New York Times economics reporter Annie Lowrey's story on the front of Monday's Business section has a headline that just begs for the old joke ("World Ends: Women and Minorities Hardest Hit") on the Times's traditional knee-jerk liberalism: "Recession Worsened Wealth Gap For Races."
Millions of Americans suffered a loss of wealth during the recession and the sluggish recovery that followed. But the last half-decade has proved far worse for black and Hispanic families than for white families, starkly widening the already large gulf in wealth between non-Hispanic white Americans and most minority groups, according to a new study from the Urban Institute.
“It was already dismal,” Darrick Hamilton, a professor at the New School in New York, said of the wealth gap between black and white households. “It got even worse.”
Given the dynamics of the housing recovery and the rebound in the stock market, the wealth gap might still be growing, experts said, further dimming the prospects for economic advancement for current and future generations of Americans from minority groups.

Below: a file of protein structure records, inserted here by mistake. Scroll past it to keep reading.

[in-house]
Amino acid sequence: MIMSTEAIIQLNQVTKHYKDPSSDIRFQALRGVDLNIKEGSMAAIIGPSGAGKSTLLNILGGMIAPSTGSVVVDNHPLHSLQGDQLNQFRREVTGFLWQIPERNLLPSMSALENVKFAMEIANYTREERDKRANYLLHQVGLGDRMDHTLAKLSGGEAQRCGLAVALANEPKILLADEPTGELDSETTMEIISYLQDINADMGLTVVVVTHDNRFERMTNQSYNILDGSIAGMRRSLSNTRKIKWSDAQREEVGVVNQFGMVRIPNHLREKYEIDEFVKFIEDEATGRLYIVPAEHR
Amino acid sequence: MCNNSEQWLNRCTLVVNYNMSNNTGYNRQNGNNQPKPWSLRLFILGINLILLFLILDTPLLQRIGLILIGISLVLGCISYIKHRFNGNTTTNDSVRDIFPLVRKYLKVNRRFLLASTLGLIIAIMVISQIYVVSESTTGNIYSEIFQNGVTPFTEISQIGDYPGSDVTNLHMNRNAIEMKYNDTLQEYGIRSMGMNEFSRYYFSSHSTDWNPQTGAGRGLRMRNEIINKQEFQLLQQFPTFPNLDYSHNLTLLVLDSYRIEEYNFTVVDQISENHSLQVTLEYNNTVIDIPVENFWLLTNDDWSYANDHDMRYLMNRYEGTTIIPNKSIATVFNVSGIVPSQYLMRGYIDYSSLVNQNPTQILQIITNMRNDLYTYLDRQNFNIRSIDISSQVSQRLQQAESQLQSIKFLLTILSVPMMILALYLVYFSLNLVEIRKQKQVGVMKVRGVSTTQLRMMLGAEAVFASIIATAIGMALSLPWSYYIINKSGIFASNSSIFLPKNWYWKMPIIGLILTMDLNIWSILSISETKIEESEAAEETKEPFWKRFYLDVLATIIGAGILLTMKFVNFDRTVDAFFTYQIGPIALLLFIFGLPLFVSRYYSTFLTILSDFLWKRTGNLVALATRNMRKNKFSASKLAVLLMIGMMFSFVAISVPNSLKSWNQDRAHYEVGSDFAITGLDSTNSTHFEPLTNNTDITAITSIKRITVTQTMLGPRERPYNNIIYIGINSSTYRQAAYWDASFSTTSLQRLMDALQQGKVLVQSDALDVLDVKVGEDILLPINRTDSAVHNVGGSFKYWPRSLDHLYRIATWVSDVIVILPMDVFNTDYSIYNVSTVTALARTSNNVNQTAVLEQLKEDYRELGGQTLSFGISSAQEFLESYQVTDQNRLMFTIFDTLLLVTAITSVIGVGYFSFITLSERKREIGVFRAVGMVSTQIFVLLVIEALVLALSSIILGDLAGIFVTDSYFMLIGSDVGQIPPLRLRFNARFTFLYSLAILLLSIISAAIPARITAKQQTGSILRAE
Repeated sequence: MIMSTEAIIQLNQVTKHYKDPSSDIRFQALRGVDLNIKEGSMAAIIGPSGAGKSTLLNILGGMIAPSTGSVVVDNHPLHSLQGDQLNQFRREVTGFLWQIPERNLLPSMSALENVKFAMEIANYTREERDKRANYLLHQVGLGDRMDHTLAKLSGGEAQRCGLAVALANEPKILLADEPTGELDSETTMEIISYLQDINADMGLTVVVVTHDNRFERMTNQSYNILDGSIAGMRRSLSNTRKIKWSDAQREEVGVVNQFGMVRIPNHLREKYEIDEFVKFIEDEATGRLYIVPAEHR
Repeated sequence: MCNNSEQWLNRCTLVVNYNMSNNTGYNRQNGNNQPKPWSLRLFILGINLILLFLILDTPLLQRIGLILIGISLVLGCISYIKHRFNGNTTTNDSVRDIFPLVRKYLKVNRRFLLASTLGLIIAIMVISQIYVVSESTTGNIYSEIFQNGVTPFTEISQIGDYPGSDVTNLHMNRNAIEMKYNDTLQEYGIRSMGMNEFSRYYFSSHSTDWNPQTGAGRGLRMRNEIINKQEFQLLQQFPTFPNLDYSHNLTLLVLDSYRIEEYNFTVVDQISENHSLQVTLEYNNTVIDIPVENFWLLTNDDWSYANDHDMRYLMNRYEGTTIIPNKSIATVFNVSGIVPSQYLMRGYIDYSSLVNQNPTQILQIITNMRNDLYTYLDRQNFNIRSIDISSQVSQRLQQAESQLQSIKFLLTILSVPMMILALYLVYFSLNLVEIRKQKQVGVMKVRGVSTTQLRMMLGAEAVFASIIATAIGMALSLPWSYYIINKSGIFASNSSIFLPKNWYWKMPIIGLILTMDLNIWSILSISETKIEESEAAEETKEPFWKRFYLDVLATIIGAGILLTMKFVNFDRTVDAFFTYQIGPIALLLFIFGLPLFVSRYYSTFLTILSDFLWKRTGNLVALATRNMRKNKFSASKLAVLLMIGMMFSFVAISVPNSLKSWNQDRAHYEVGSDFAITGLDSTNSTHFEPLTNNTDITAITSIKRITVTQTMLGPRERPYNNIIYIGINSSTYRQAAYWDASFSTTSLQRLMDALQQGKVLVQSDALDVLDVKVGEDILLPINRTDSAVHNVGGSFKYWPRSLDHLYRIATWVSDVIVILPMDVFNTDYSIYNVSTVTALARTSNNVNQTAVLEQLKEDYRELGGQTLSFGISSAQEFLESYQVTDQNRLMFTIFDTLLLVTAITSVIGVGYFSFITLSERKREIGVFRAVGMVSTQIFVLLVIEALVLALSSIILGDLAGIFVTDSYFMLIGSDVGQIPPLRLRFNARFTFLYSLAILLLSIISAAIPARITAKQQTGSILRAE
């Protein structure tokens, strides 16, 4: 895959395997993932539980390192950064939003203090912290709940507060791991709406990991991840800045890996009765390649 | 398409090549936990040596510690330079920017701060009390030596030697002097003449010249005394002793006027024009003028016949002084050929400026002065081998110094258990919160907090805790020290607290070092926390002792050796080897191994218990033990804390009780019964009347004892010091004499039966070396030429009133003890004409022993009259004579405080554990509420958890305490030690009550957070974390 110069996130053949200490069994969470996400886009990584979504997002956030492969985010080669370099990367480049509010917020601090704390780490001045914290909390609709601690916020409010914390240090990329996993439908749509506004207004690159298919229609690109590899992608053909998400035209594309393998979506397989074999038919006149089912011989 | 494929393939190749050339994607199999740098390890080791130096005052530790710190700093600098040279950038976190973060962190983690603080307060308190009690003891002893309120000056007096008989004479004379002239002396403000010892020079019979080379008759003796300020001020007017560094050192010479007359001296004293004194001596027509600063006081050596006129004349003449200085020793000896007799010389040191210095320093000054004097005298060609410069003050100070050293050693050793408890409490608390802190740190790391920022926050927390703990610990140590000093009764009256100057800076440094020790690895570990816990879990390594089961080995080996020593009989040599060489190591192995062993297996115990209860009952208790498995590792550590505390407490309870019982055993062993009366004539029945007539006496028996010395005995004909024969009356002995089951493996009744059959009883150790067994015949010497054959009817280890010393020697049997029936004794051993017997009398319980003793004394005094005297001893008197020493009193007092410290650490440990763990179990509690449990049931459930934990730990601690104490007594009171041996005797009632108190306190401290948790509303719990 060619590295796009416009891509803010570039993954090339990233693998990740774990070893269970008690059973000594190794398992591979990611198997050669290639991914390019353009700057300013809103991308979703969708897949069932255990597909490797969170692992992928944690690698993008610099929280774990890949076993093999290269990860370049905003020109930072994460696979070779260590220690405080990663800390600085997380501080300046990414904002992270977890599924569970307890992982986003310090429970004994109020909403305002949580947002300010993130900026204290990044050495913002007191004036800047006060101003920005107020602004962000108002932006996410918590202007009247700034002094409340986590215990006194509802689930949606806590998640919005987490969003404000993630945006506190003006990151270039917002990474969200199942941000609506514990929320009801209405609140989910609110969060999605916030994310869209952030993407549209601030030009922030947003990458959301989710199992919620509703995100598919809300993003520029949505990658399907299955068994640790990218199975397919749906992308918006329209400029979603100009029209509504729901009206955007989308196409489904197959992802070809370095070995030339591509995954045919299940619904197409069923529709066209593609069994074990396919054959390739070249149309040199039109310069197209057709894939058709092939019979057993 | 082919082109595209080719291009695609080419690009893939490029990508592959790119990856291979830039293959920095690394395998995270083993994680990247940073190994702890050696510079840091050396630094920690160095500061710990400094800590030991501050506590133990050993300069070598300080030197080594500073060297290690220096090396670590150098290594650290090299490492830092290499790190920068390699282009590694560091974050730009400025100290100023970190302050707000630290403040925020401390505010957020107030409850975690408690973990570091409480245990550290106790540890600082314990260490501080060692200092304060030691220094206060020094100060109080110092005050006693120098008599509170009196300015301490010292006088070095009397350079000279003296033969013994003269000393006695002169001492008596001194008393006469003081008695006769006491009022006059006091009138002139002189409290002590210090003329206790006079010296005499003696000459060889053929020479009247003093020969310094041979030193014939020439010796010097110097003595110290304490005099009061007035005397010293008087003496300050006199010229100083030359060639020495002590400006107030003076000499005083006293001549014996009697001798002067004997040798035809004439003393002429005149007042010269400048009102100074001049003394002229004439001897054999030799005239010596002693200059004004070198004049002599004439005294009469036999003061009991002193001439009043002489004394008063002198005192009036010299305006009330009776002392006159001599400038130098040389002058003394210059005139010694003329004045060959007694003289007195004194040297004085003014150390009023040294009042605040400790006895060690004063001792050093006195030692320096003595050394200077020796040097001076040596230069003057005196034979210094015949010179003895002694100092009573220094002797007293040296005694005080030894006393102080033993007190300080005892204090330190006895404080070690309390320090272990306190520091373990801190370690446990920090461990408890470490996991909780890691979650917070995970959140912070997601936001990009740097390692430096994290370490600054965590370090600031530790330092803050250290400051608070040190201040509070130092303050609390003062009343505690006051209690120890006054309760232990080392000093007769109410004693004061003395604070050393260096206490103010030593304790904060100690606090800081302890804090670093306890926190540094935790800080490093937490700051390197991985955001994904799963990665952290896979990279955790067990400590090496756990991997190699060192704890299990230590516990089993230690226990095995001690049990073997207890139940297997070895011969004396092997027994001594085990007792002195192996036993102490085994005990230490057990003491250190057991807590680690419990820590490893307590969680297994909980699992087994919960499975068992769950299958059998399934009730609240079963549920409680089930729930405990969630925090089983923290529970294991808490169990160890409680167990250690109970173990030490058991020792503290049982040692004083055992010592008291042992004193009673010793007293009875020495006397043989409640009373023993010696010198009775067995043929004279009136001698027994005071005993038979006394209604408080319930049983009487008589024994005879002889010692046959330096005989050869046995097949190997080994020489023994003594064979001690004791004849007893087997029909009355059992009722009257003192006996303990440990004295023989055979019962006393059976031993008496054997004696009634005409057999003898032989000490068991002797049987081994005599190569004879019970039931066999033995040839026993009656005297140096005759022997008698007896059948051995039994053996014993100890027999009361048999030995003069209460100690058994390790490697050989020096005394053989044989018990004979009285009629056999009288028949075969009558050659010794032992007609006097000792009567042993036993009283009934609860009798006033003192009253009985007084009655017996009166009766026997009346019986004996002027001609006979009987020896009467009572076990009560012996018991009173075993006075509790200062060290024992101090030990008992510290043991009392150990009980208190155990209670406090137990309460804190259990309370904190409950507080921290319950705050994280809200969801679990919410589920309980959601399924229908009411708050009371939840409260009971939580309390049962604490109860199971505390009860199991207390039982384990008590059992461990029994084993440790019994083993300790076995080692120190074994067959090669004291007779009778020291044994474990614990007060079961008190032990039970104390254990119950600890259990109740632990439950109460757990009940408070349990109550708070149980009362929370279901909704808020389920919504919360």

So "the rebound in the stock market" is bad for minorities? Really?
This part sounded ominous for small-government conservatives:
Even if blacks and Hispanics make progress in the years ahead as the economy improves, the persistence of the wealth gap has pushed many public policy scholars to recommend the adoption of more ambitious programs to help reduce worsening inequality.
It's just the latest in a long string of Times articles focusing specifically on the race of suffering citizens.
A July 26, 2001 headline: "Recession Study Finds Hispanics Are Hit Hardest – Sharp Wealth Decline -- Group's Median Level Fell 66% in 4 Years -- Blacks Hit, Too."
A July 4, 2003 front-page headline stack: "U.S. Jobless Rate Increases To 6.4%, Highest in 9 Years -- 30,000 Jobs Lost In June -- Figures Defy Some Predictions of an Economic Revival - Blacks Fare Worst."
A May 13, 2009 headline: "Homeownership Losses Are Greatest Among Minorities, Report Finds."